By: Anthony Arnoldi - Board Certified Master Arborist WI-0102B
Wood-boring insects are at the top of the list of concerns arborists have for the trees they care for. They cause damage that cannot be ignored. Their damage is not just cosmetic, but significant, permanent and potentially lethal. Last year’s heat and drought has set up a situation where that concern is much more elevated.
Generally, borers are not able to attack just any tree they fly to. They need a tree that has been weakened or compromised in some way. They need a tree whose defenses are diminished and cannot fight back as well. (There are some exceptions to this, such as Emerald Ash Borer, that can attack perfectly healthy trees). Predisposing events that can put a tree at risk include root damage (like trenching, grading, soil compaction), storm damage, improper pruning, flooding, wounding (such as heavy equipment hitting the trunk), insect damage (defoliation, scale, etc.), and the list goes on. The extended heat and drought has been severe, and many trees have been stressed enough to have their defenses significantly compromised.
The Borers are waiting for spring, too. Their numbers are expected to be very high because more larvae have been able to complete their life cycle feeding on trees that were not able to defend themselves well last year. They have transformed into adults and will emerge from the trees looking for susceptible trees to lay their eggs on. And they will find such trees everywhere.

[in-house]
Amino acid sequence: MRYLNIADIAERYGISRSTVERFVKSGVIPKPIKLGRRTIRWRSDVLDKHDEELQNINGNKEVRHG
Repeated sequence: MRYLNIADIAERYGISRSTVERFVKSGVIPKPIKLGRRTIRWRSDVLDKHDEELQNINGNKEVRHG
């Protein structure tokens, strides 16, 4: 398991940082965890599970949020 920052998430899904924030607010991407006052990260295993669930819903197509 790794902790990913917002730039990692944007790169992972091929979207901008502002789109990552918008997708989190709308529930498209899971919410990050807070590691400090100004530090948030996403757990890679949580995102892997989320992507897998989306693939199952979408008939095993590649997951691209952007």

One group of borers has already been on the rise: bark beetles. These insects bore into the bark and in the first few rings of wood, destroying patches of trunk or limbs as they feed. One group of bark beetles in particular, Ips, is a big pest of pines (especially Red and Scots pines). It recently has attacked many more Austrian and White pines as well. As stresses have continued, it has even attacked Spruces much more heavily, and arborvitaes too. This is unusual and a harbinger for what is yet to come.
Oaks are expected to have much more difficulty with 2-lined chestnut borer. Oaks and other slow-growing trees don’t handle drought as well as some others and will need to be monitored for signs of infestations.
White-barked birches usually need help keeping Bronze Birch Borer from entering their trunks, but now that help will be imperative.
All trees have potential borer enemies, but many borers are problems only after trees are stressed greatly. We will be seeing much more from all borers, much like what happened after the heat and drought of 1988. This drought however was worse, in that the soils were much drier at the beginning of 2012 than they were at the beginning of 1988.
What can be done? Watering when dry this year will be paramount. Conserving moisture with mulch or compost will help. Increasing tree health and the ability to defend can be done with these procedures, as well as through fertilization, root biostimulants, mycorrhizae, and compost tea applications. Many borers have treatment programs that can defend key, susceptible trees well. These programs should be in place in many situations. Call your Wachtel Certified Arborist for help in determining what trees may be at risk and the best measures to protect them. This should be part of our efforts to weather the drought impact.